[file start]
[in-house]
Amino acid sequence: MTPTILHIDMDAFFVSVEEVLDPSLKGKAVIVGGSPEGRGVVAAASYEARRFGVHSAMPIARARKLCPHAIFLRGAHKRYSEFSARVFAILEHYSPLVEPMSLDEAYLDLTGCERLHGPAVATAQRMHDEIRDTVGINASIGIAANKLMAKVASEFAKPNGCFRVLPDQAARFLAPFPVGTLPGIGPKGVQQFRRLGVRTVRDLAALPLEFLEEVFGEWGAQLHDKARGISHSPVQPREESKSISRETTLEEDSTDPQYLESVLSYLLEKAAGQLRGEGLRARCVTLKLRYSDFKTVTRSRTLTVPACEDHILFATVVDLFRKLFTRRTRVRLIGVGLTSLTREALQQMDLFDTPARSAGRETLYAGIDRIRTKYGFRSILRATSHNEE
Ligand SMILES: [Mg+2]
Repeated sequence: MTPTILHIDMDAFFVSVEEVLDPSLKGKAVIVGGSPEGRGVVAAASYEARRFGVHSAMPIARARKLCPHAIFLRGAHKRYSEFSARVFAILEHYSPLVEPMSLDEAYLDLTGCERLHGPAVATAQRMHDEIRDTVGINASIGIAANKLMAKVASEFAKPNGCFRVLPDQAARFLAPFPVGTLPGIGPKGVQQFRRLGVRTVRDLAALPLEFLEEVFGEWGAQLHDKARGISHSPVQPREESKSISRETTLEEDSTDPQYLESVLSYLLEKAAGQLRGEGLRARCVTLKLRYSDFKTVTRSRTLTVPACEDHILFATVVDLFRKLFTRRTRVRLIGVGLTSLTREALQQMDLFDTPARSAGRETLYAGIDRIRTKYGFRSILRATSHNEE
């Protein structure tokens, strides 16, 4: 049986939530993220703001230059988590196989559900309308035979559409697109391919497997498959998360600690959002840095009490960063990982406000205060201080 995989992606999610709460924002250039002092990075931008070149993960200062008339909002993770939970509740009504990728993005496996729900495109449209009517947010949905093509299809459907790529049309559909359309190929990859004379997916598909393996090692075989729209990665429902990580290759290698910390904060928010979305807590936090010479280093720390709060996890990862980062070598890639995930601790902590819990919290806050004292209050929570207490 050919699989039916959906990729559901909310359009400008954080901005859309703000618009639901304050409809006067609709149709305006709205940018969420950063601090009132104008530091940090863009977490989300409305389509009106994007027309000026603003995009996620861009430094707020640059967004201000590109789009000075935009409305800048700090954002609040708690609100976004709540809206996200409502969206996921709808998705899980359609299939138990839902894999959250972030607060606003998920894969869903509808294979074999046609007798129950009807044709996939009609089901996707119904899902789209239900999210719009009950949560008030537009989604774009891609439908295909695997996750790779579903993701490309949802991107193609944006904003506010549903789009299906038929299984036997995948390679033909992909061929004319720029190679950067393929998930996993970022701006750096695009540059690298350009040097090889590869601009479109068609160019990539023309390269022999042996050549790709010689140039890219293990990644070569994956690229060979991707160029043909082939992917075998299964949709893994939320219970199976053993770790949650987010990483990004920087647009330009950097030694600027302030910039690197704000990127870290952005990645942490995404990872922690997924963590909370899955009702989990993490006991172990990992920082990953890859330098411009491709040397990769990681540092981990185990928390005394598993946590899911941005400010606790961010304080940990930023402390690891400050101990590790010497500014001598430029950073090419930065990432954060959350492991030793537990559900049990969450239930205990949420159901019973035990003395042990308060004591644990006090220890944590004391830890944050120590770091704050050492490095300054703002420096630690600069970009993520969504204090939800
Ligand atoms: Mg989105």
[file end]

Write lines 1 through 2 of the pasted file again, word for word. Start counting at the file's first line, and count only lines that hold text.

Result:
[in-house]
Amino acid sequence: MTPTILHIDMDAFFVSVEEVLDPSLKGKAVIVGGSPEGRGVVAAASYEARRFGVHSAMPIARARKLCPHAIFLRGAHKRYSEFSARVFAILEHYSPLVEPMSLDEAYLDLTGCERLHGPAVATAQRMHDEIRDTVGINASIGIAANKLMAKVASEFAKPNGCFRVLPDQAARFLAPFPVGTLPGIGPKGVQQFRRLGVRTVRDLAALPLEFLEEVFGEWGAQLHDKARGISHSPVQPREESKSISRETTLEEDSTDPQYLESVLSYLLEKAAGQLRGEGLRARCVTLKLRYSDFKTVTRSRTLTVPACEDHILFATVVDLFRKLFTRRTRVRLIGVGLTSLTREALQQMDLFDTPARSAGRETLYAGIDRIRTKYGFRSILRATSHNEE